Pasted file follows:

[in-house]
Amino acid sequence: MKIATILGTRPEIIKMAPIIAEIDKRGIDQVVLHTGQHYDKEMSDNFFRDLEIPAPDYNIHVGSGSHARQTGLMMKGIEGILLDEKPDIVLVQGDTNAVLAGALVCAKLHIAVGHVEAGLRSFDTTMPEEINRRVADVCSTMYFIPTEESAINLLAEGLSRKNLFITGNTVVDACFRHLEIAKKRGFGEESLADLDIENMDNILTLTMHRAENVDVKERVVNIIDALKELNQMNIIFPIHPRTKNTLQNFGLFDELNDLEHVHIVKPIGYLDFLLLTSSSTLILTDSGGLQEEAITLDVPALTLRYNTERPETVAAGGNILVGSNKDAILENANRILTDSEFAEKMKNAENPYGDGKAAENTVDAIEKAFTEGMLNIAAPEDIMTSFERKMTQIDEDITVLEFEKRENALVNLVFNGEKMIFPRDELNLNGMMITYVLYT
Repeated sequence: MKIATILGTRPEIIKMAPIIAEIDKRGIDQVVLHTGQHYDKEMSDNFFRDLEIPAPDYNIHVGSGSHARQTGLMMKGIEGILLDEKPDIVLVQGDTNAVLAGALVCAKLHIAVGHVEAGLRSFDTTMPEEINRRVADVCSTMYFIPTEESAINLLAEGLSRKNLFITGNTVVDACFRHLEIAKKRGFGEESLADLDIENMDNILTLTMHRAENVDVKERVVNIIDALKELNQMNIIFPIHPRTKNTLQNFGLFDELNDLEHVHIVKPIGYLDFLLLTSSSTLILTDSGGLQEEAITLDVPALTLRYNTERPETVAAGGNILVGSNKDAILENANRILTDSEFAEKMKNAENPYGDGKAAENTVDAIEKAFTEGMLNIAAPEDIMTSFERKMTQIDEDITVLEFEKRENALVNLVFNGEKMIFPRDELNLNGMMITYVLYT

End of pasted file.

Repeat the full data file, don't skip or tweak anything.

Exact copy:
[in-house]
Amino acid sequence: MKIATILGTRPEIIKMAPIIAEIDKRGIDQVVLHTGQHYDKEMSDNFFRDLEIPAPDYNIHVGSGSHARQTGLMMKGIEGILLDEKPDIVLVQGDTNAVLAGALVCAKLHIAVGHVEAGLRSFDTTMPEEINRRVADVCSTMYFIPTEESAINLLAEGLSRKNLFITGNTVVDACFRHLEIAKKRGFGEESLADLDIENMDNILTLTMHRAENVDVKERVVNIIDALKELNQMNIIFPIHPRTKNTLQNFGLFDELNDLEHVHIVKPIGYLDFLLLTSSSTLILTDSGGLQEEAITLDVPALTLRYNTERPETVAAGGNILVGSNKDAILENANRILTDSEFAEKMKNAENPYGDGKAAENTVDAIEKAFTEGMLNIAAPEDIMTSFERKMTQIDEDITVLEFEKRENALVNLVFNGEKMIFPRDELNLNGMMITYVLYT
Repeated sequence: MKIATILGTRPEIIKMAPIIAEIDKRGIDQVVLHTGQHYDKEMSDNFFRDLEIPAPDYNIHVGSGSHARQTGLMMKGIEGILLDEKPDIVLVQGDTNAVLAGALVCAKLHIAVGHVEAGLRSFDTTMPEEINRRVADVCSTMYFIPTEESAINLLAEGLSRKNLFITGNTVVDACFRHLEIAKKRGFGEESLADLDIENMDNILTLTMHRAENVDVKERVVNIIDALKELNQMNIIFPIHPRTKNTLQNFGLFDELNDLEHVHIVKPIGYLDFLLLTSSSTLILTDSGGLQEEAITLDVPALTLRYNTERPETVAAGGNILVGSNKDAILENANRILTDSEFAEKMKNAENPYGDGKAAENTVDAIEKAFTEGMLNIAAPEDIMTSFERKMTQIDEDITVLEFEKRENALVNLVFNGEKMIFPRDELNLNGMMITYVLYT